We have been saying it for some time. More and more automotive companies are demanding a more accurate description of tribology conditions in forming simulations to prevent production issues and increase overall production stability for higher quality parts. In this blog post, forming simulations on a Renault Talisman inner trunk part are presented, demonstrating how simulation accuracy is increased when accounting for actual tribological conditions. A comparison between conventional simulations and those using the TriboForm model is shown.
Fig 1: The all new Renault Talisman & trunk lid inner part.
Groupe Renault, Tata Steel, AutoForm and TriboForm joined forces to examine the cause of production issues observed on the trunk lid inner part, which faced wrinkles and splits. The stamping process of this highly complex part takes place in the Renault press shop in Douai, France. However, the stamping process faced some issues, whereby the critical regions are indicated in the dashed boxes (Figure 2). These areas faced splitting or critical thinning (red) and wrinkling (blue) which showed up in the final product, making the part unacceptable for release.
Fig 2. Trunk lid inner part, with splits or critical thinning (red) and wrinkles (blue)
At the time, Groupe Renault used a constant Coulomb coefficient of friction of µ = 0.15 for steels in stamping simulations. Then, to more accurately account for friction and lubrication, the TriboForm friction model was put to the test, using the TriboForm Plug-In which brings the model into use in AutoForm. As a result, forming simulations were performed using friction conditions that vary locally and in time. As an example, a snap shot of the friction conditions at the end of the stroke for the trunk lid inner part is shown in Figure 3. Clearly, friction is not constant but dependent on local conditions like pressure, velocity, strain and interface temperature. It shows that friction in the draw bead area, where local contact pressures are very high, can be as low as µ = 0.03. On the other hand, in the blank holder region friction coefficients are seen which are closer to µ = 0.13.
Fig 3: Local friction conditions at the end of the stroke for the trunk lid inner part
Production vs. Simulations
Looking at a comparison of the simulation results using Coulomb friction and TriboForm friction, one immediately sees several differences. Figure 4 shows the draw-in results. The production part has ended up with a smaller draw in than the simulation predicted using Coulomb friction. On the right side is the TriboForm model in action. The outline of the simulated part is now located much closer to the outer edge of the production part. Even with a few imperfections still seen, the draw in is far better predicted.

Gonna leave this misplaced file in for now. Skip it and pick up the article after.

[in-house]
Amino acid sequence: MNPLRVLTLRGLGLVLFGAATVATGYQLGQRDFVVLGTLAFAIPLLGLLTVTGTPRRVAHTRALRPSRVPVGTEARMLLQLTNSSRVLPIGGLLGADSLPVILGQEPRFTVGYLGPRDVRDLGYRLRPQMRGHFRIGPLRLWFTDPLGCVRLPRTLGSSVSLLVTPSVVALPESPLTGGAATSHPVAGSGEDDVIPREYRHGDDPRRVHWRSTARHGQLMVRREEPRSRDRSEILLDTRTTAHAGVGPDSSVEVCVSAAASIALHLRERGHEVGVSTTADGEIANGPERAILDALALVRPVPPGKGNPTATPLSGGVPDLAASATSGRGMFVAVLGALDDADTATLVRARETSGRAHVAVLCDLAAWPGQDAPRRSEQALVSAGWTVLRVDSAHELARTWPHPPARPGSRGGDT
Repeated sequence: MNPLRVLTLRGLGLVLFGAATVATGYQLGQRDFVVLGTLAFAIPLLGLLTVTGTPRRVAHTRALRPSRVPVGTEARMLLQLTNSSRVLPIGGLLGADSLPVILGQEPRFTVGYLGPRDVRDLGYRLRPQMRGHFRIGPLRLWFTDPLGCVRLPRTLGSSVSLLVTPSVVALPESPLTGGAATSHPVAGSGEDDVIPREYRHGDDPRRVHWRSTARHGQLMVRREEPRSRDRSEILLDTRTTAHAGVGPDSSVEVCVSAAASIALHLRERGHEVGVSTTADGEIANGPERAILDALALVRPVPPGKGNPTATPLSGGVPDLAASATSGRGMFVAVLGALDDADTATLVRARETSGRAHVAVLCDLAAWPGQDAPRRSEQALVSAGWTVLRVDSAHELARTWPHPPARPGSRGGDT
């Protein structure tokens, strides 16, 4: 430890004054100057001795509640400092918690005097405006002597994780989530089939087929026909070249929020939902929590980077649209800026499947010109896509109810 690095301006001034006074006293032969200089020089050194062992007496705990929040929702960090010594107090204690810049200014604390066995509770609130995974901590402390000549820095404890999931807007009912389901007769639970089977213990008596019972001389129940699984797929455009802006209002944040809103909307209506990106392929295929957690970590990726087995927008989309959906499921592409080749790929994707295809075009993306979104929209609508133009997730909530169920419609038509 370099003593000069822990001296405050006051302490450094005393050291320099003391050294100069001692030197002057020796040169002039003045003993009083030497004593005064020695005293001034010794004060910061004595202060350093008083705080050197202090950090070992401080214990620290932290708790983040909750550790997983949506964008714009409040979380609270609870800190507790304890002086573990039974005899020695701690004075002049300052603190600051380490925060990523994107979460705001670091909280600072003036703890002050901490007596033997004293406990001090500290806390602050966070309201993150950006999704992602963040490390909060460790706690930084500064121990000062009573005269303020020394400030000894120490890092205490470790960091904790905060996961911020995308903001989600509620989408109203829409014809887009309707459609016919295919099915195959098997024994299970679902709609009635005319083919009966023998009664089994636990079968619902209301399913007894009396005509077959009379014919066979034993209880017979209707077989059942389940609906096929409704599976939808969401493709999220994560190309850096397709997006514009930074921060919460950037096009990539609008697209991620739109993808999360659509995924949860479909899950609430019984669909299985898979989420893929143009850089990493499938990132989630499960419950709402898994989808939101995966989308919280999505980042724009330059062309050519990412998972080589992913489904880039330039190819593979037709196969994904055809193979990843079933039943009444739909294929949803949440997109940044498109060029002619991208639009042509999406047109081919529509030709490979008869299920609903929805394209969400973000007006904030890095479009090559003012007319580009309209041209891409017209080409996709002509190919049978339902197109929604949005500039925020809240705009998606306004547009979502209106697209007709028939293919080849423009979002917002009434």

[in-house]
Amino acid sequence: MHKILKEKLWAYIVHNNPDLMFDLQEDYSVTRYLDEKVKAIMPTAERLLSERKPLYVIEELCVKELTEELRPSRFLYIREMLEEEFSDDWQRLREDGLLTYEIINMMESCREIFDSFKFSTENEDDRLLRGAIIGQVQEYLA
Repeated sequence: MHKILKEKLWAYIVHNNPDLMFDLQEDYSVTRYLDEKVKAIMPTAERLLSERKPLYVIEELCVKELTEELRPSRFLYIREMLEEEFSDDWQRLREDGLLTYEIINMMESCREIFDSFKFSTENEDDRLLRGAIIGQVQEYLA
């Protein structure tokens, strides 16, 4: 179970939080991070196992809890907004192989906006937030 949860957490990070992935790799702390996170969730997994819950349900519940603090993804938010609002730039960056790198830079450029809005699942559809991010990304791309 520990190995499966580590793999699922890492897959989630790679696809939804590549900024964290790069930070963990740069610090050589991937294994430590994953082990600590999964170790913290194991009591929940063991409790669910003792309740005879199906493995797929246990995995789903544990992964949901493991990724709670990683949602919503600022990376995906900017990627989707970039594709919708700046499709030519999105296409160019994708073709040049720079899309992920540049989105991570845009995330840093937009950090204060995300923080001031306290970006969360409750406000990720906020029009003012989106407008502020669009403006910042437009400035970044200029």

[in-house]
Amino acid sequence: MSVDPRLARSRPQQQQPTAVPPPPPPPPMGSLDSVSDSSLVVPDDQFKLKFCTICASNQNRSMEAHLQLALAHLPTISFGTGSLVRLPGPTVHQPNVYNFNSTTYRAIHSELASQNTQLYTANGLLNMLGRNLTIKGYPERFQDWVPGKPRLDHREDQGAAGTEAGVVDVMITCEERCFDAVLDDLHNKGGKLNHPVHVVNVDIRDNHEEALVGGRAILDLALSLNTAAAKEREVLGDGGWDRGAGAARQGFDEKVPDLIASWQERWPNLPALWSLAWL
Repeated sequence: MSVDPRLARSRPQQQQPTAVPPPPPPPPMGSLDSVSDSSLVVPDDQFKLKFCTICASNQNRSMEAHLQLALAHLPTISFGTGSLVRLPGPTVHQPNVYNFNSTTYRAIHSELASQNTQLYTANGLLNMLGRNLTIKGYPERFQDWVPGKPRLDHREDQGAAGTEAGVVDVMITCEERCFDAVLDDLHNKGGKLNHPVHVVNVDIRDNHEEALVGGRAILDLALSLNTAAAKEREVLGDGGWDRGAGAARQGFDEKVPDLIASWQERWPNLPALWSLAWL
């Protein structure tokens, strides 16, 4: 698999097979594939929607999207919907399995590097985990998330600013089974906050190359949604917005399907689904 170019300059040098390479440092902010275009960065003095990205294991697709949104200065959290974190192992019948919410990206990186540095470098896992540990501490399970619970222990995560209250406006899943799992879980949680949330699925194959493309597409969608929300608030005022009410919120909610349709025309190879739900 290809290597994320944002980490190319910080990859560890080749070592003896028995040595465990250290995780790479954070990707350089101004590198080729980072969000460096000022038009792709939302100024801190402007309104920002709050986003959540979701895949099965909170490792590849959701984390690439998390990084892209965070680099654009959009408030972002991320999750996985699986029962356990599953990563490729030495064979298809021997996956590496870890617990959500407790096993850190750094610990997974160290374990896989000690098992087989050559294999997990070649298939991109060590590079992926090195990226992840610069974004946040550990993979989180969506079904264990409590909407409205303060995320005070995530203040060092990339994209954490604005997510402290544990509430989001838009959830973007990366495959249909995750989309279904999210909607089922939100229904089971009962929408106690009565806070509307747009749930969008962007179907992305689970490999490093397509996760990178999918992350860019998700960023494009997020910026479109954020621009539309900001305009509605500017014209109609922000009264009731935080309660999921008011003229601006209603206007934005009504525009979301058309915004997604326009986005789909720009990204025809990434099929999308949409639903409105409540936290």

Fig 4: Draw-in measurement performed on a production part (black solid line) and compared with simulations results using Coulomb friction (centre) and TriboForm friction (right)
Next, let’s have a look at a comparison between strain measurements performed on a production part and the simulation results in Figure 5. The simulated strain levels using Coulomb friction do not correspond in terms of magnitude and critical locations with the production part. On the other hand, the results using TriboForm show the critical strain levels, successfully predicted at the exact location.
Fig 5. Strain measurements performed on a production part (left) and compared with simulations results using Coulomb friction (centre) and TriboForm friction (right)
Defeating those Wrinkles
The comparison between the observed wrinkles in the produced part and simulation shows that both models (Coulomb friction and TriboForm) can predict wrinkles as observed in production (Figure 6). However, the wrinkles in the produced part were more severe than numerically observed. It seems that the TriboForm friction predicts slightly more severe wrinkling than Coulomb friction, better corresponding to the wrinkles on both sides of the produced parts.
Fig 6. A comparison between wrinkles observed in production (left) and compared with simulations results using Coulomb friction (centre) and TriboForm friction (right)
As a final result, a sensitivity analysis is shown in Figure 7, whereby Renault has simulated the part with different levels of lubrication amount, tool roughness and sheet roughness. By setting these different levels in TriboForm, and running AutoForm simulations with the resulting friction models, Renault was able to simulate the forming process including variations that can occur in press-shop reality. The results show the sensitivity of the part to tribological conditions, as the split appeared for more extreme friction conditions.
Fig 7. Sensitivity study demonstrating the sensitivity of the part to tribological conditions.
Once again superior accuracy is demonstrated using the influence of tribology, friction and lubrication in sheet metal forming. Most importantly production issues, namely draw-in, wrinkles, thinning and splits can be simulated accurately by accounting for an improved description of friction conditions using TriboForm and AutoForm. Finally, Renault was able to improve the part by controlling, adjusting and optimizing the tribological conditions as a result.